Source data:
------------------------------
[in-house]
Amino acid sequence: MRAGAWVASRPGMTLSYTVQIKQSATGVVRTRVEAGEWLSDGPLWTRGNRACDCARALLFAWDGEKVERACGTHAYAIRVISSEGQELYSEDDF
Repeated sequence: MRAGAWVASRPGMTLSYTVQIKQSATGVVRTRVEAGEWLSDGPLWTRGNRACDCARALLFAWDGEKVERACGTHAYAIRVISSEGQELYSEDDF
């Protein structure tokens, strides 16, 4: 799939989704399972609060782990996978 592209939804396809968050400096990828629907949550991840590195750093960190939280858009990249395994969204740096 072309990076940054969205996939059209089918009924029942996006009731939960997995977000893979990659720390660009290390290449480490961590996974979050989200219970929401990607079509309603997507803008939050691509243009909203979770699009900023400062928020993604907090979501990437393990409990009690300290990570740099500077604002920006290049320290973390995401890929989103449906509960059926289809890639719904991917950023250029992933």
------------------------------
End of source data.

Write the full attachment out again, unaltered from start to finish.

[in-house]
Amino acid sequence: MRAGAWVASRPGMTLSYTVQIKQSATGVVRTRVEAGEWLSDGPLWTRGNRACDCARALLFAWDGEKVERACGTHAYAIRVISSEGQELYSEDDF
Repeated sequence: MRAGAWVASRPGMTLSYTVQIKQSATGVVRTRVEAGEWLSDGPLWTRGNRACDCARALLFAWDGEKVERACGTHAYAIRVISSEGQELYSEDDF
């Protein structure tokens, strides 16, 4: 799939989704399972609060782990996978 592209939804396809968050400096990828629907949550991840590195750093960190939280858009990249395994969204740096 072309990076940054969205996939059209089918009924029942996006009731939960997995977000893979990659720390660009290390290449480490961590996974979050989200219970929401990607079509309603997507803008939050691509243009909203979770699009900023400062928020993604907090979501990437393990409990009690300290990570740099500077604002920006290049320290973390995401890929989103449906509960059926289809890639719904991917950023250029992933």